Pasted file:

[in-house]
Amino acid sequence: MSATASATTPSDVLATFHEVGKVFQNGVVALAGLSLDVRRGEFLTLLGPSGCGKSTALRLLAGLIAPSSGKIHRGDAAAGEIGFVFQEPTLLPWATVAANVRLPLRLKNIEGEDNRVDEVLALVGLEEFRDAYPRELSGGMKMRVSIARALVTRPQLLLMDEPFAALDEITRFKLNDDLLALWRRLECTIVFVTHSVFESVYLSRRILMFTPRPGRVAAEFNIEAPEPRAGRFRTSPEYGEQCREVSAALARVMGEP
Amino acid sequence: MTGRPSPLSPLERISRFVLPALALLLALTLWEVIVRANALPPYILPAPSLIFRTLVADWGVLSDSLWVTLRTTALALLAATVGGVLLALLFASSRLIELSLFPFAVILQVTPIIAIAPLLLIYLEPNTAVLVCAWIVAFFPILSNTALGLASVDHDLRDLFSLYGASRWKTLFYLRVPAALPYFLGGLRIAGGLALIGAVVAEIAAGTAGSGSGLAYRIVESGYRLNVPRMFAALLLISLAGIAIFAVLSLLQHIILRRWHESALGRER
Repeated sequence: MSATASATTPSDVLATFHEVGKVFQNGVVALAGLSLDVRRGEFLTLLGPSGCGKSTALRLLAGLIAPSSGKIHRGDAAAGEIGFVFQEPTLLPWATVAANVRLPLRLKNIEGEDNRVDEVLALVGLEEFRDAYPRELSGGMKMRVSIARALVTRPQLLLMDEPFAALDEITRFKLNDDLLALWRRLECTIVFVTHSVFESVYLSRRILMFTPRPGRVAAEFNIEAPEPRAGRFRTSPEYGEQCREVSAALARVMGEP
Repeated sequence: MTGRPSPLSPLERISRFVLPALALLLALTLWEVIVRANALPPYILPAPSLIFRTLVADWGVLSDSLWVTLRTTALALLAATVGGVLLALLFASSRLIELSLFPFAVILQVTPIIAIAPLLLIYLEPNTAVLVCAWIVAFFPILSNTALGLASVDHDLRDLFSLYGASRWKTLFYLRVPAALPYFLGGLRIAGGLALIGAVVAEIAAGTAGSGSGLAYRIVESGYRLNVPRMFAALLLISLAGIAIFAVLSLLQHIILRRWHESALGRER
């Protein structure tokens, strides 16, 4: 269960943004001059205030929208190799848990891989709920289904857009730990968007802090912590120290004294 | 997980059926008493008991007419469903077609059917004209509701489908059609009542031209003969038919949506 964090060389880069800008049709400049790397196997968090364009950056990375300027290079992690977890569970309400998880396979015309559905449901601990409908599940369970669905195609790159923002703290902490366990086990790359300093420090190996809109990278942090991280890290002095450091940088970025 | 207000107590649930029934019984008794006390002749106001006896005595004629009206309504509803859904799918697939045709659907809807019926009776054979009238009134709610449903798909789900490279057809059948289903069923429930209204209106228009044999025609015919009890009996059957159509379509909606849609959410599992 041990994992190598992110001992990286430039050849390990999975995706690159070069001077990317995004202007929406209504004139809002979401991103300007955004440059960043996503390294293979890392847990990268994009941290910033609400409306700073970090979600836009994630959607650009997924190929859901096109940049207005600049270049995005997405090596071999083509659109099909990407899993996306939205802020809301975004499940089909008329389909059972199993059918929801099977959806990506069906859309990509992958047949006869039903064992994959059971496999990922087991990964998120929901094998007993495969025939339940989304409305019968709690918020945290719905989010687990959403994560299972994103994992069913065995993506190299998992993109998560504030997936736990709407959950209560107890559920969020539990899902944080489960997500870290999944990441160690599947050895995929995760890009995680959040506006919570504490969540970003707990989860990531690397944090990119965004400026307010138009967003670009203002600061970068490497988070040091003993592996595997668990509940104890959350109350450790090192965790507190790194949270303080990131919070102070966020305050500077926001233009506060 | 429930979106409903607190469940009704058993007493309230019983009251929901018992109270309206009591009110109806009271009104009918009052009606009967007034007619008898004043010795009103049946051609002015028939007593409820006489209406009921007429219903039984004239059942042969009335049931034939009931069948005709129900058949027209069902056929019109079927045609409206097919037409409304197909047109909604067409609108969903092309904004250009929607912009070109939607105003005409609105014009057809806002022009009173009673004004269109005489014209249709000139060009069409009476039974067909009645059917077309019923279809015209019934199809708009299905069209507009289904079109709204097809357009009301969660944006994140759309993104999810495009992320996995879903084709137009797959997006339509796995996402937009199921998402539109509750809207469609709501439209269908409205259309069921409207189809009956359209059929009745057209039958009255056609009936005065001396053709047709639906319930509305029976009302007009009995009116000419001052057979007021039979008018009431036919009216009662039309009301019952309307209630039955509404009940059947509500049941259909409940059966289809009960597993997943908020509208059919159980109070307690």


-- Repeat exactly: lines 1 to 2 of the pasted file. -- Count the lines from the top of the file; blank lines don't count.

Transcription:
[in-house]
Amino acid sequence: MSATASATTPSDVLATFHEVGKVFQNGVVALAGLSLDVRRGEFLTLLGPSGCGKSTALRLLAGLIAPSSGKIHRGDAAAGEIGFVFQEPTLLPWATVAANVRLPLRLKNIEGEDNRVDEVLALVGLEEFRDAYPRELSGGMKMRVSIARALVTRPQLLLMDEPFAALDEITRFKLNDDLLALWRRLECTIVFVTHSVFESVYLSRRILMFTPRPGRVAAEFNIEAPEPRAGRFRTSPEYGEQCREVSAALARVMGEP